While the weather hasn’t been particularly cold or snowy this week, wet and chilly conditions often bring about some of the more precarious wilderness situations for outdoor adventurers.. Students in Outdoor Leadership (ODL) class spent time learning some of the several methods to stay warm and safe while recreating in the backcountry, including how to safely build and manage campfires. The class first discussed how to select the size and type of wood that would catch quickly, burn for the desired amount of time, and leave minimal impact, before learning several different ways to spark a fire. Teacher Jess showed everyone how to stack tinder and kindling, and how to use a flint and steel to create a spark, while returning ODL student Oliver taught his peers how to start a fire using a bow drill. Everyone celebrated when they were able to successfully start their small fires, before completing their lesson with another crucial wilderness skill: ensuring that their fires had been safely and completely extinguished.
Top: U.S. Olympian Maddie Phaneuf talks to the school at Town Meeting. Middle 1: Students listen to Maddie Phaneuf talk about her career. Middle 2: The Mountain Cakes bulletin board. Middle 3: A hiking group at the Bear Den Mountain trailhead. Bottom: Joseph and Sam on the Bear Den summit.
At North Country School, our Lake Placid location means that many of our neighbors have connections to the Winter Olympics, which were held here in both 1932 and 1980. This past week we welcomed to campus local community member Maddie Phaneuf, a U.S. Olympic biathlete and NYSEF (New York Ski Educational Foundation) coach, to talk to our student body about her background as an athlete, the different kinds of Nordic ski events, and her current role mentoring young athletes. Thank you, Maddie, for spending time with our students and offering them a window into the world of an Olympian!
Nordic skiing—half of the biathlon event—is a common pastime throughout the snowy season at NCS, and one that adds an important winter component to the North Country School Mountain Cakes program. The Mountain Cakes program recognizes the students who canoe, hike, and Nordic ski (also known as cross-country skiing) the most miles over the course of the academic year. Though the winter has started out warm, we are crossing our fingers for a snowy season ahead, and to long days of cross-country skiing on campus and around local trails. Even though the snow is currently in short supply, students are still earning plenty of Mountain Cake miles on weekend hiking trips. This past week we saw one Saturday trip hike up Bear Den Mountain, which looks directly at the downhill ski trails of Whiteface Mountain Ski Resort, where we will spend one afternoon a week downhill skiing when we return from winter break in January.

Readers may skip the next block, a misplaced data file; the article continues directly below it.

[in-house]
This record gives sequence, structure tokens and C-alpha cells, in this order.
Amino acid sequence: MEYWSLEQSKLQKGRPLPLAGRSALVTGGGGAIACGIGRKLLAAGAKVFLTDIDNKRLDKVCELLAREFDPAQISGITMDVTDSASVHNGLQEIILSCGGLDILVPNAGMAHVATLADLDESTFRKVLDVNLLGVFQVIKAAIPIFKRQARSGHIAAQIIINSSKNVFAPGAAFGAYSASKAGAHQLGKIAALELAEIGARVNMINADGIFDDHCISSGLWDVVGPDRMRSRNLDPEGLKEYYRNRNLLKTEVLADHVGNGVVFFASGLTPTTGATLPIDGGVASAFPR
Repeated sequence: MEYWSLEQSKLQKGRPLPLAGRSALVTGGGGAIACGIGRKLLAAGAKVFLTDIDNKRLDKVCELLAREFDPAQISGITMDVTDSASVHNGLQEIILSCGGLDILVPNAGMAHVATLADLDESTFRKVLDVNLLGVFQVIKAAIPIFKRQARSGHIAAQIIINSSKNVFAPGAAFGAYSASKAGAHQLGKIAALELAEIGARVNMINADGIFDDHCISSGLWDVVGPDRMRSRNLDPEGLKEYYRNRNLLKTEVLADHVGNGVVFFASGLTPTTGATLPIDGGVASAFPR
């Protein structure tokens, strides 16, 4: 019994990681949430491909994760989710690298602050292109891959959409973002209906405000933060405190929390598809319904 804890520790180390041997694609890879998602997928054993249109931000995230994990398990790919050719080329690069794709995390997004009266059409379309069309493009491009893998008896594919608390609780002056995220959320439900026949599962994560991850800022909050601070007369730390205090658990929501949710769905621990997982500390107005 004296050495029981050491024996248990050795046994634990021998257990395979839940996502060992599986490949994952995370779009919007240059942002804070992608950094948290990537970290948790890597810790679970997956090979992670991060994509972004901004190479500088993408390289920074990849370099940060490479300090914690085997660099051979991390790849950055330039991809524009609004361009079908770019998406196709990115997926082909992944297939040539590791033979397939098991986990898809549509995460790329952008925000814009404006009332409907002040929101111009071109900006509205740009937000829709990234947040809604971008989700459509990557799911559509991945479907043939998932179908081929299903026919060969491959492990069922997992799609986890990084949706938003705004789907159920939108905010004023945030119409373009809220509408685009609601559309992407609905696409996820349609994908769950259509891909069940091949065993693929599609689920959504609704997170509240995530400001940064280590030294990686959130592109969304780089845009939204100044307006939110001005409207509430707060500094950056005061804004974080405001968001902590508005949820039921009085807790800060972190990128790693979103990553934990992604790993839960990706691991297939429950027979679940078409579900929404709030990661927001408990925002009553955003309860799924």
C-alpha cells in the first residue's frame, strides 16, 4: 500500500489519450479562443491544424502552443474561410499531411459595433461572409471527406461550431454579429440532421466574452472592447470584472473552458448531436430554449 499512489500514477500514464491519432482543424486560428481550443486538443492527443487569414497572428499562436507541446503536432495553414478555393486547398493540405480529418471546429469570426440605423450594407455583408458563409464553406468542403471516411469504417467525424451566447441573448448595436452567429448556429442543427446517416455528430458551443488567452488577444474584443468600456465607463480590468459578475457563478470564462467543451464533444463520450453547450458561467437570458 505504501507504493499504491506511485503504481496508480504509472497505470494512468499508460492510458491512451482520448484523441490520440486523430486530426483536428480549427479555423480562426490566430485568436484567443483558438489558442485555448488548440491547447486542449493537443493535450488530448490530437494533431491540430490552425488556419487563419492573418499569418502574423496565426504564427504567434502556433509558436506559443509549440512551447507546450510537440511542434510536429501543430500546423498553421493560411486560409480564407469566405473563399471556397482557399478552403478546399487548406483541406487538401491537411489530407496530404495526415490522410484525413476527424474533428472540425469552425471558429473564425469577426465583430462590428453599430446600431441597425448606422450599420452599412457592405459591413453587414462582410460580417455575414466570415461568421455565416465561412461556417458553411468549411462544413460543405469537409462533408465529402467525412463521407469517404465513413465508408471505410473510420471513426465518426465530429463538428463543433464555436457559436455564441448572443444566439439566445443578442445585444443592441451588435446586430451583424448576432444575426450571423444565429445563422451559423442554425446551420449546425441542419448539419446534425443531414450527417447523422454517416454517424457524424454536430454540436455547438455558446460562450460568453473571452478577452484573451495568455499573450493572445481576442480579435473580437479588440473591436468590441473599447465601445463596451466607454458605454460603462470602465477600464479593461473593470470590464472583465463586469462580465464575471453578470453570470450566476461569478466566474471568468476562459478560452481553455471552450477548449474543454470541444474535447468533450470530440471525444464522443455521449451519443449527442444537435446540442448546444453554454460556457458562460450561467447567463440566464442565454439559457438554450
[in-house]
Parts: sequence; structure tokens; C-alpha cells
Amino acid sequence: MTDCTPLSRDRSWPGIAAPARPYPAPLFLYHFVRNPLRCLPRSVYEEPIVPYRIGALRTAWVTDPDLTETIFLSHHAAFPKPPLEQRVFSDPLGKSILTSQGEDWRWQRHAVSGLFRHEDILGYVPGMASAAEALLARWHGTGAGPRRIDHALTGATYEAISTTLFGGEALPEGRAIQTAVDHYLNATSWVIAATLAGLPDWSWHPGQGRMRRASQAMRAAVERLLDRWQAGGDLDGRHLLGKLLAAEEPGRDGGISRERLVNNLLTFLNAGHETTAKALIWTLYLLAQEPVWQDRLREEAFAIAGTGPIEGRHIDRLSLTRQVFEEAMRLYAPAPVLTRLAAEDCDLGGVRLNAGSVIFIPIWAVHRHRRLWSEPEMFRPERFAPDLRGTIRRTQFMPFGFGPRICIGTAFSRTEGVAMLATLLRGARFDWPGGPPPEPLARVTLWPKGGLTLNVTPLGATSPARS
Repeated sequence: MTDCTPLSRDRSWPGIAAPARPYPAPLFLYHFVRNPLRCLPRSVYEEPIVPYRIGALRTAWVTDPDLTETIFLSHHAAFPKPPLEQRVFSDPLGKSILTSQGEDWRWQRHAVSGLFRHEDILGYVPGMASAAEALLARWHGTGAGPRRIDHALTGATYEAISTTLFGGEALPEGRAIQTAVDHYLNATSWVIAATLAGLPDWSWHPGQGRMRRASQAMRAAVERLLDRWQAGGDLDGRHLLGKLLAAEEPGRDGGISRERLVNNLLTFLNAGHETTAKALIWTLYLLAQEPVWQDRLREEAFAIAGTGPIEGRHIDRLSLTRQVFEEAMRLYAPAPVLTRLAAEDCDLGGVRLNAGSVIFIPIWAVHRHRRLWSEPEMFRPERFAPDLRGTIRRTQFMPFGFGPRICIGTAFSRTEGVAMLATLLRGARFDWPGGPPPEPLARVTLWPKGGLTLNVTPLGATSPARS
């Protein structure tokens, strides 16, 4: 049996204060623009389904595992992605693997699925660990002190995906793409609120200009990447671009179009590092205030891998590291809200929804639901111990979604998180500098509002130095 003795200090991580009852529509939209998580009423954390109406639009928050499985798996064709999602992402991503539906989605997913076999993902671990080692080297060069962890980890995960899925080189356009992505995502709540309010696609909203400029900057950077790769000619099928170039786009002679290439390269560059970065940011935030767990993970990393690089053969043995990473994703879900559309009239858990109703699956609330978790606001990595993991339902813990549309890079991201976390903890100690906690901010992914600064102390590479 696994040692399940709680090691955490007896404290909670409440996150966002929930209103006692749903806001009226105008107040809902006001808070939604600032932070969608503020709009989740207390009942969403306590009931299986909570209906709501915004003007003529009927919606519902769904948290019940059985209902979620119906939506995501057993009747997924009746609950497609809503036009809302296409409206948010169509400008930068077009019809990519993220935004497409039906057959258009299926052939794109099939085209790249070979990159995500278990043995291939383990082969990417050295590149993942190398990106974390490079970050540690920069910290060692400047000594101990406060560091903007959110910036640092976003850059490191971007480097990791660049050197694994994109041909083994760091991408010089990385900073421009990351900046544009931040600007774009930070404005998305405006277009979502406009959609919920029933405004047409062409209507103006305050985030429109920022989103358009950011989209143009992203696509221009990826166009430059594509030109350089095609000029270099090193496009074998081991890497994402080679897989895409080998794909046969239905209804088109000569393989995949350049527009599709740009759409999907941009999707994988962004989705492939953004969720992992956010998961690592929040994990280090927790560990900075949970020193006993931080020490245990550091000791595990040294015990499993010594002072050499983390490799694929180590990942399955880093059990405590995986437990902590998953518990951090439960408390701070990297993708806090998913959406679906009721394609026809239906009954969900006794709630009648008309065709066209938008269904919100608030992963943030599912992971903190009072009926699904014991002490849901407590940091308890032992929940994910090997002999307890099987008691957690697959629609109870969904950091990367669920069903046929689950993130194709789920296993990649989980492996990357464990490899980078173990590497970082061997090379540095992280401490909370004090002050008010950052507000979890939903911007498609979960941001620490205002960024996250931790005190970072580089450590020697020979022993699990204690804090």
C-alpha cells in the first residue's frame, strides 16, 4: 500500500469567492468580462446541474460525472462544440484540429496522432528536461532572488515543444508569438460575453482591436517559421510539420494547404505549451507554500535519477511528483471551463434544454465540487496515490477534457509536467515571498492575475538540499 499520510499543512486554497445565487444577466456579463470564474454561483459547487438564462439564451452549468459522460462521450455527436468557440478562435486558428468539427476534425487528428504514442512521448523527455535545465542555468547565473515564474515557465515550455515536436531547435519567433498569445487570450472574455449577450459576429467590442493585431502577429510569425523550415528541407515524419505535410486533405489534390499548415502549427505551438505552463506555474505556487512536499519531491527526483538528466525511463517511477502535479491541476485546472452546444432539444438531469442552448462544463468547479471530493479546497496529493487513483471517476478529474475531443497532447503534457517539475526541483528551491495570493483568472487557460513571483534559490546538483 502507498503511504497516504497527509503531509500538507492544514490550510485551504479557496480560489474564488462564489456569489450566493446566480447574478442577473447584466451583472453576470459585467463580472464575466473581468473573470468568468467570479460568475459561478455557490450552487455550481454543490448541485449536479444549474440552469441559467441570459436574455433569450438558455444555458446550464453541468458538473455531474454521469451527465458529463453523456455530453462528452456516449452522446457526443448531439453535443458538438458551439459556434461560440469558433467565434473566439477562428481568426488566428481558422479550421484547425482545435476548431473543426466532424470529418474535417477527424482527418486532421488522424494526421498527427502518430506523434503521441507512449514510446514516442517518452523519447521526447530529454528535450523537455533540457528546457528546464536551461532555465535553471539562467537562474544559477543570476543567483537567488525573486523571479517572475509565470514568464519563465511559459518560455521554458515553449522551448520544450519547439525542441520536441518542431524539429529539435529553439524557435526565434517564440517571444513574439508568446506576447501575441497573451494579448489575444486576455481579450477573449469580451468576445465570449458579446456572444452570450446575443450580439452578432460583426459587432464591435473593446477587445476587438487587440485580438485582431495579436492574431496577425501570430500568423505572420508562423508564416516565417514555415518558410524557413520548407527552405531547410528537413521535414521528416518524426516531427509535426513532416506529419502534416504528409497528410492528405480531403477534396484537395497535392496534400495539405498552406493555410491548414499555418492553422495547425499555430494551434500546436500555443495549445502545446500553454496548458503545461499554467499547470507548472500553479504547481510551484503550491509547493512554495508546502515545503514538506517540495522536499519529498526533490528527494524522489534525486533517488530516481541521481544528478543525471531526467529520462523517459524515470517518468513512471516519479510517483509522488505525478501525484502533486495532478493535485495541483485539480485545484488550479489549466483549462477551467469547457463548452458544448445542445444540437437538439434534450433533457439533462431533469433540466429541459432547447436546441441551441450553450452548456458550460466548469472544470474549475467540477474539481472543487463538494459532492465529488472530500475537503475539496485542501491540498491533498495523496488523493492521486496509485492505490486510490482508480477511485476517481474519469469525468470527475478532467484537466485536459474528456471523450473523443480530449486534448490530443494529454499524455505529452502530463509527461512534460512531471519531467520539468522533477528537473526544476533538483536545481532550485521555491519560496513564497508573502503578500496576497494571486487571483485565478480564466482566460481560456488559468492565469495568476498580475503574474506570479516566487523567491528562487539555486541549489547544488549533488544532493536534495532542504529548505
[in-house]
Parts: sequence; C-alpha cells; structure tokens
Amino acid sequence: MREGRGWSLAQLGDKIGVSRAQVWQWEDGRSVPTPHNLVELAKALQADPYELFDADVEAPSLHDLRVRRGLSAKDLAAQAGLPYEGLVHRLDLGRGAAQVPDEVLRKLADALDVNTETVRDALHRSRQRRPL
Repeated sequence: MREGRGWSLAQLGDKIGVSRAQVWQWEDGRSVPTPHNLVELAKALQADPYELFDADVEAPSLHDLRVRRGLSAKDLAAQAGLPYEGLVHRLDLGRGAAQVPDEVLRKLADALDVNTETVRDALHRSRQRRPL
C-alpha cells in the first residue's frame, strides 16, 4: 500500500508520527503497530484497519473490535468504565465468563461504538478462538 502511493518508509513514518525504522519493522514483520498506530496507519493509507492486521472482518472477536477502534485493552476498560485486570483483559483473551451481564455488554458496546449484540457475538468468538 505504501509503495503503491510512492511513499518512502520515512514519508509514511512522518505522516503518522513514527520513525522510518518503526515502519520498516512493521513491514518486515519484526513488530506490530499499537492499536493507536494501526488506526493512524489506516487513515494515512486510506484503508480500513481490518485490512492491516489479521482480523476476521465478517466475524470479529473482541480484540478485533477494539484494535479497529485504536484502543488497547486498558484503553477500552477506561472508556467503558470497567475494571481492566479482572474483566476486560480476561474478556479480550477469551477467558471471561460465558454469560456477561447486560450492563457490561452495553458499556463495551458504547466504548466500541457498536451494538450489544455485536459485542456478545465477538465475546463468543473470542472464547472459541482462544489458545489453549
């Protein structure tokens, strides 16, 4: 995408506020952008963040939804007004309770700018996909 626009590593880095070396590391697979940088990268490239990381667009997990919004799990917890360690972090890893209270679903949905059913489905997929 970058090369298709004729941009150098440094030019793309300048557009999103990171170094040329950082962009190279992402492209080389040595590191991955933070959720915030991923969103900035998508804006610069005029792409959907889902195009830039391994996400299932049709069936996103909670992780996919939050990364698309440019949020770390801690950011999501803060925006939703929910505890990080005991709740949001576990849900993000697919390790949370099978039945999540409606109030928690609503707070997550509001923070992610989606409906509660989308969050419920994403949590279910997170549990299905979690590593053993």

FARM AND GARDEN
Top: Landon and Rhaya mix up dough in Edible Schoolyard class. Middle 1: Tiago and William get creative with their cookie recipe. Middle 2: 6th-grade Edible Schoolyard students with their different cookie recipes. Middle 3: Horses in the barnyard pasture. Middle 4: Edible Schoolyard students give treats to Bo the horse. Bottom: Bo the horse selects a treat.
The Winter Term in our Edible Schoolyard (ESY) program often focuses on how we can use the local- and campus-grown ingredients available to us throughout the cold months in new and creative ways. This week both our younger and older ESY classes took advantage of the many ingredients that can still be found on campus in two different lessons focusing on recipe creativity and flexibility.
In 6th-grade ESY class, students used the eggs laid year-round by our chickens in a lesson that allowed them to experiment with a standard chocolate chip cookie recipe. Students changed the quantities and ratios of different ingredients, as well as the baking time of their batches, keeping careful track of the differences between each batch. The class ended with a delicious sampling of their end results and a discussion about the ways their experimental recipes led to very different finished products.
Meanwhile, one of our older Edible Schoolyard classes used farm carrots from the root cellar and campus apples that were cut and frozen in the fall to make treats for our barnyard animals. The class baked up the healthy treats, which also used sunflower seeds, oats, and molasses, before bringing them to the barnyard for a taste test and informal snack survey. While the small sample of horses in our herd seemed to go to pieces of green apples and carrots before eating the homemade treats, the ESY-made snacks still got Bo the horse’s coveted seal of approval.